the main reason why humans are retained in systems that are primarily controlled by intelligent computers is to handle ‘non-design’ emergencies. In short, operators are there because system designers cannot foresee all possible scenarios of failure and hence are not able to provide automatic safety devices for every contingency. In addition to their cosmetic value, human beings owe their inclusion in hazardous systems to their unique, knowledge-based ability to carry out ‘on-line’ problem solving in novel situations. Ironically, and notwithstanding the Apollo 13 astronauts and others demonstrating inspired improvisation, they are not especially good at it; at least not in the conditions that usually prevail during systems emergencies. One reason for this is that stressed human beings are strongly disposed to employ the effortless, parallel, preprogrammed operations of highly specialised, low-level processors and their associated heuristics. These stored routines are shaped by personal history and reflect the recurring patterns of past experience……

Why do we have operators in complex systems? To cope with emergencies. What will they actually use to deal with these problems? Stored routines based on previous interactions with a specific environment. What, for the most part, is their experience within the control room? Monitoring and occasionally tweaking the plant while it performs within safe operating limits. So how can they perform adequately when they are called upon to reenter the control loop? The evidence is that this task has become so alien and the system so complex that, on a significant number of occasions, they perform badly.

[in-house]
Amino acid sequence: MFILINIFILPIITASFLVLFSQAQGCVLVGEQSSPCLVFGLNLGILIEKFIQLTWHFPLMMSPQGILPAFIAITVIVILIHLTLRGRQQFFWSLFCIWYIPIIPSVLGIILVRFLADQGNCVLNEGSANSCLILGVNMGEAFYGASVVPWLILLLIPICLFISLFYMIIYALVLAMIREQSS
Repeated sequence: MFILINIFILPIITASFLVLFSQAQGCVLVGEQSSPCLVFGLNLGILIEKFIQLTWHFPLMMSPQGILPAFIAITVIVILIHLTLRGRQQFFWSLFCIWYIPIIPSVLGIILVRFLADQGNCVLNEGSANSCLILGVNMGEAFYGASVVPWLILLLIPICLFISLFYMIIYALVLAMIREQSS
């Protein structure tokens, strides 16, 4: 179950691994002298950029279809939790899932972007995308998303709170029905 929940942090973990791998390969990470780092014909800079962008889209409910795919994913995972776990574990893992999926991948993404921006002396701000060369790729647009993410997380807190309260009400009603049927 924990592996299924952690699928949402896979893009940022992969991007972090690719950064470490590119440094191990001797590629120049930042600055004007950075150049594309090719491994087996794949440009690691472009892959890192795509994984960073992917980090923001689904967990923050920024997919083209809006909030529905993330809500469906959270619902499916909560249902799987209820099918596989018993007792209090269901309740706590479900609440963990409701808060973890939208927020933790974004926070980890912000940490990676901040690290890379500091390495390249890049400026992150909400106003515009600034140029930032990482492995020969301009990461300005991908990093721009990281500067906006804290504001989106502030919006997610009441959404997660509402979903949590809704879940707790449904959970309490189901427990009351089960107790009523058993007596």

Wise again identifies this problem in the case of AF447:

While Bonin’s behavior is irrational, it is not inexplicable. Intense psychological stress tends to shut down the part of the brain responsible for innovative, creative thought. Instead, we tend to revert to the familiar and the well-rehearsed. Though pilots are required to practice hand-flying their aircraft during all phases of flight as part of recurrent training, in their daily routine they do most of their hand-flying at low altitude—while taking off, landing, and maneuvering. It’s not surprising, then, that amid the frightening disorientation of the thunderstorm, Bonin reverted to flying the plane as if it had been close to the ground, even though this response was totally ill-suited to the situation.